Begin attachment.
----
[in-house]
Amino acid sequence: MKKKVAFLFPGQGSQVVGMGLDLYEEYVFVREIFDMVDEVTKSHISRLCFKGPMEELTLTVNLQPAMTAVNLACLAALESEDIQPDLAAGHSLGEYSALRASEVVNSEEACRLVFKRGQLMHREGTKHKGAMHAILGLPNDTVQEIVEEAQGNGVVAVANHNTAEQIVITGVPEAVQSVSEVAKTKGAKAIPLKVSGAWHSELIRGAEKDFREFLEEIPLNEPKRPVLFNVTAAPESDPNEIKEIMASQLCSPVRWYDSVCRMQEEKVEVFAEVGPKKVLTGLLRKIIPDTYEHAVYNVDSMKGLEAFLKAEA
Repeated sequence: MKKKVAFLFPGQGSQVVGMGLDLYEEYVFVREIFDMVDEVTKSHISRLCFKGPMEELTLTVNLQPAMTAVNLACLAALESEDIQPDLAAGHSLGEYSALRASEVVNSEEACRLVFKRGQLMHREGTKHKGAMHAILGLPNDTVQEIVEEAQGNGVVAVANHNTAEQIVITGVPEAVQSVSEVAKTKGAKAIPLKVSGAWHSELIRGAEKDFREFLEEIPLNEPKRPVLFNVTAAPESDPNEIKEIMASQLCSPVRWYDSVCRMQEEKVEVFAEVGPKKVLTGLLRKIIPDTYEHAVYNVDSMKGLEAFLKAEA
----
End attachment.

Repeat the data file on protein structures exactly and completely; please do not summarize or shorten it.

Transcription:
[in-house]
Amino acid sequence: MKKKVAFLFPGQGSQVVGMGLDLYEEYVFVREIFDMVDEVTKSHISRLCFKGPMEELTLTVNLQPAMTAVNLACLAALESEDIQPDLAAGHSLGEYSALRASEVVNSEEACRLVFKRGQLMHREGTKHKGAMHAILGLPNDTVQEIVEEAQGNGVVAVANHNTAEQIVITGVPEAVQSVSEVAKTKGAKAIPLKVSGAWHSELIRGAEKDFREFLEEIPLNEPKRPVLFNVTAAPESDPNEIKEIMASQLCSPVRWYDSVCRMQEEKVEVFAEVGPKKVLTGLLRKIIPDTYEHAVYNVDSMKGLEAFLKAEA
Repeated sequence: MKKKVAFLFPGQGSQVVGMGLDLYEEYVFVREIFDMVDEVTKSHISRLCFKGPMEELTLTVNLQPAMTAVNLACLAALESEDIQPDLAAGHSLGEYSALRASEVVNSEEACRLVFKRGQLMHREGTKHKGAMHAILGLPNDTVQEIVEEAQGNGVVAVANHNTAEQIVITGVPEAVQSVSEVAKTKGAKAIPLKVSGAWHSELIRGAEKDFREFLEEIPLNEPKRPVLFNVTAAPESDPNEIKEIMASQLCSPVRWYDSVCRMQEEKVEVFAEVGPKKVLTGLLRKIIPDTYEHAVYNVDSMKGLEAFLKAEA